The economic struggles of the past several years have put significant pressure on many aspects of the U.S. economy, none more so than the real estate market. For owners of single asset real estate in distress, the question can become: do I let the property proceed to foreclosure, or do I try and wade it out, potentially restructuring through a chapter 11 bankruptcy filing? Chapter 11 bankruptcy can be a particularly attractive option, if the owner is prepared to move with efficiency and purpose.
Real property is considered “single asset real estate,” or “SARE,” when it is a single (or standalone) project that is responsible for generating all, or nearly all, of the debtor’s income such as shopping malls, industrial and commercial properties, and apartment complexes.
Initial time restrictions are unique to a SARE chapter 11 case. Specifically, within 90 days of the date of filing, or within 30 days after determination that it is a SARE case, the debtor must file a plan of reorganization that has reasonable potential of being confirmed or, alternatively, commence monthly payments to the debtor’s secured creditor in an amount equal to interest at the then non-default rate on the value of the secured creditor’s interest in the real estate. This provision ultimately limits the time the debtor can spend in chapter 11. In order to evade the SARE-specific provisions of the Bankruptcy Code, and in an effort increase its time in bankruptcy, a debtor may not, initially, deem itself a SARE entity. This strategy is risky and rarely successful as the debtor’s secured creditor can challenge the designation.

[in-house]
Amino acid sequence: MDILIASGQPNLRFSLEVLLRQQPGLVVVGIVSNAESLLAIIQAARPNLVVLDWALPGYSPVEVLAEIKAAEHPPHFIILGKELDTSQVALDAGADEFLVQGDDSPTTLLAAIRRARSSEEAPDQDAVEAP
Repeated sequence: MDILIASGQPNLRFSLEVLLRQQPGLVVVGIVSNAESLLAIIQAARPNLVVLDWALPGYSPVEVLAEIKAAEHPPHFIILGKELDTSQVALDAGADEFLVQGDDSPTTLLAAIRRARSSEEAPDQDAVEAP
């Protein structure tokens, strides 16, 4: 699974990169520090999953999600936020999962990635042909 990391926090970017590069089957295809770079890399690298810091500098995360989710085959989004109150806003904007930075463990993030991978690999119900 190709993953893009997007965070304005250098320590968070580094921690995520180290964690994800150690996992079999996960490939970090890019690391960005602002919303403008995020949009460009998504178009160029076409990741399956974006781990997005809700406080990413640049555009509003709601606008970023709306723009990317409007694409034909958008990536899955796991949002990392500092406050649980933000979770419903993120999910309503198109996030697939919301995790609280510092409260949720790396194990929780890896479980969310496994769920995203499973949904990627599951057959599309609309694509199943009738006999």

Although the timeframe is shortened, chapter 11 bankruptcy is still an option for real estate borrowers in distress. The “pause” immediately after a filing can allow the debtor to market the property, raise capital and/or formulate a legitimate and reasonable plan of reorganization. Chapter 11 bankruptcy, particularly for a SARE debtor, should not be a rushed decision, but rather a thoroughly considered option that may, in fact, assist in the retention of the real estate.